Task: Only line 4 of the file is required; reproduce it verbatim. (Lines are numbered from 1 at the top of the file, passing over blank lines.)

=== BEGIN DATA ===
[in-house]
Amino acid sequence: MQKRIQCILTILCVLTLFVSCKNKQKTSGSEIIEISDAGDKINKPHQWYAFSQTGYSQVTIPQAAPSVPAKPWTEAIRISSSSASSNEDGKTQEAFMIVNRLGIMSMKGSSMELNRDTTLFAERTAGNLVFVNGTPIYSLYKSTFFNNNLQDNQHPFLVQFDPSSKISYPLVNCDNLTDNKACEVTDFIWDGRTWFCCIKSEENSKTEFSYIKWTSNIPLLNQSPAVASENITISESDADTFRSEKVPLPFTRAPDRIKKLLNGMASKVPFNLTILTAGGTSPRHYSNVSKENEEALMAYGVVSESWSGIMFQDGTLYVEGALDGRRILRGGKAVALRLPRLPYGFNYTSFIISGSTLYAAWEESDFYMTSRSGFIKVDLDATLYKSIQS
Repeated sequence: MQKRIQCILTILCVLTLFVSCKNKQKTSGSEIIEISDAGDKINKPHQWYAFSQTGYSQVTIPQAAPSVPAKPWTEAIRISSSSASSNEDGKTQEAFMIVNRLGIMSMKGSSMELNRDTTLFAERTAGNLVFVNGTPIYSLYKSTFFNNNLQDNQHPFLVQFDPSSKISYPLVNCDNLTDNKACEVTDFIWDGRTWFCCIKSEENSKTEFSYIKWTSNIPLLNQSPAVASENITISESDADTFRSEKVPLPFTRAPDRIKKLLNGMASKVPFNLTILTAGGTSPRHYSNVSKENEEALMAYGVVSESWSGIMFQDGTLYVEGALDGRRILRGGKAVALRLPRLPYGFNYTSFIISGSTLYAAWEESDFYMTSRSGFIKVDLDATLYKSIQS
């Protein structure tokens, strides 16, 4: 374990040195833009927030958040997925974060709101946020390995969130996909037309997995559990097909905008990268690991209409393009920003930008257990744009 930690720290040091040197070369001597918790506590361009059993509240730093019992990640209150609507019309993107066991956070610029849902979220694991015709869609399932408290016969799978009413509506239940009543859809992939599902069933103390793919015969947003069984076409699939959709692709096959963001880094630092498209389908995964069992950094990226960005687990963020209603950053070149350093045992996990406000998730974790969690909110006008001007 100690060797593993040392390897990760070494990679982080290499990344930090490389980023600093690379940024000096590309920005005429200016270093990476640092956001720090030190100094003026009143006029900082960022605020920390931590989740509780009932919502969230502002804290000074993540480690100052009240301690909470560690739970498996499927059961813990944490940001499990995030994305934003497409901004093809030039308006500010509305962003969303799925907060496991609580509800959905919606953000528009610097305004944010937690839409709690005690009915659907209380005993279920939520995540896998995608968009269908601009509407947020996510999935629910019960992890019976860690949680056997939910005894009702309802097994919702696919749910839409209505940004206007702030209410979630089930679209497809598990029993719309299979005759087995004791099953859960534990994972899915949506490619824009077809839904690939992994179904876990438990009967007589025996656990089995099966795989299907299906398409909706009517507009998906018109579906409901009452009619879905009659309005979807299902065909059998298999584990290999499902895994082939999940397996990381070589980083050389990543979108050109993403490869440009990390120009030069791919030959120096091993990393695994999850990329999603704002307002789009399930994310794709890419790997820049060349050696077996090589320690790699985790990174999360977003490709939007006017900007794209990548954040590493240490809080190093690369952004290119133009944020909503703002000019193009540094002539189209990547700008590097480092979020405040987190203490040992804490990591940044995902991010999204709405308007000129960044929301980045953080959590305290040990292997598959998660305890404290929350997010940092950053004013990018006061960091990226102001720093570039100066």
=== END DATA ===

């Protein structure tokens, strides 16, 4: 374990040195833009927030958040997925974060709101946020390995969130996909037309997995559990097909905008990268690991209409393009920003930008257990744009 930690720290040091040197070369001597918790506590361009059993509240730093019992990640209150609507019309993107066991956070610029849902979220694991015709869609399932408290016969799978009413509506239940009543859809992939599902069933103390793919015969947003069984076409699939959709692709096959963001880094630092498209389908995964069992950094990226960005687990963020209603950053070149350093045992996990406000998730974790969690909110006008001007 100690060797593993040392390897990760070494990679982080290499990344930090490389980023600093690379940024000096590309920005005429200016270093990476640092956001720090030190100094003026009143006029900082960022605020920390931590989740509780009932919502969230502002804290000074993540480690100052009240301690909470560690739970498996499927059961813990944490940001499990995030994305934003497409901004093809030039308006500010509305962003969303799925907060496991609580509800959905919606953000528009610097305004944010937690839409709690005690009915659907209380005993279920939520995540896998995608968009269908601009509407947020996510999935629910019960992890019976860690949680056997939910005894009702309802097994919702696919749910839409209505940004206007702030209410979630089930679209497809598990029993719309299979005759087995004791099953859960534990994972899915949506490619824009077809839904690939992994179904876990438990009967007589025996656990089995099966795989299907299906398409909706009517507009998906018109579906409901009452009619879905009659309005979807299902065909059998298999584990290999499902895994082939999940397996990381070589980083050389990543979108050109993403490869440009990390120009030069791919030959120096091993990393695994999850990329999603704002307002789009399930994310794709890419790997820049060349050696077996090589320690790699985790990174999360977003490709939007006017900007794209990548954040590493240490809080190093690369952004290119133009944020909503703002000019193009540094002539189209990547700008590097480092979020405040987190203490040992804490990591940044995902991010999204709405308007000129960044929301980045953080959590305290040990292997598959998660305890404290929350997010940092950053004013990018006061960091990226102001720093570039100066």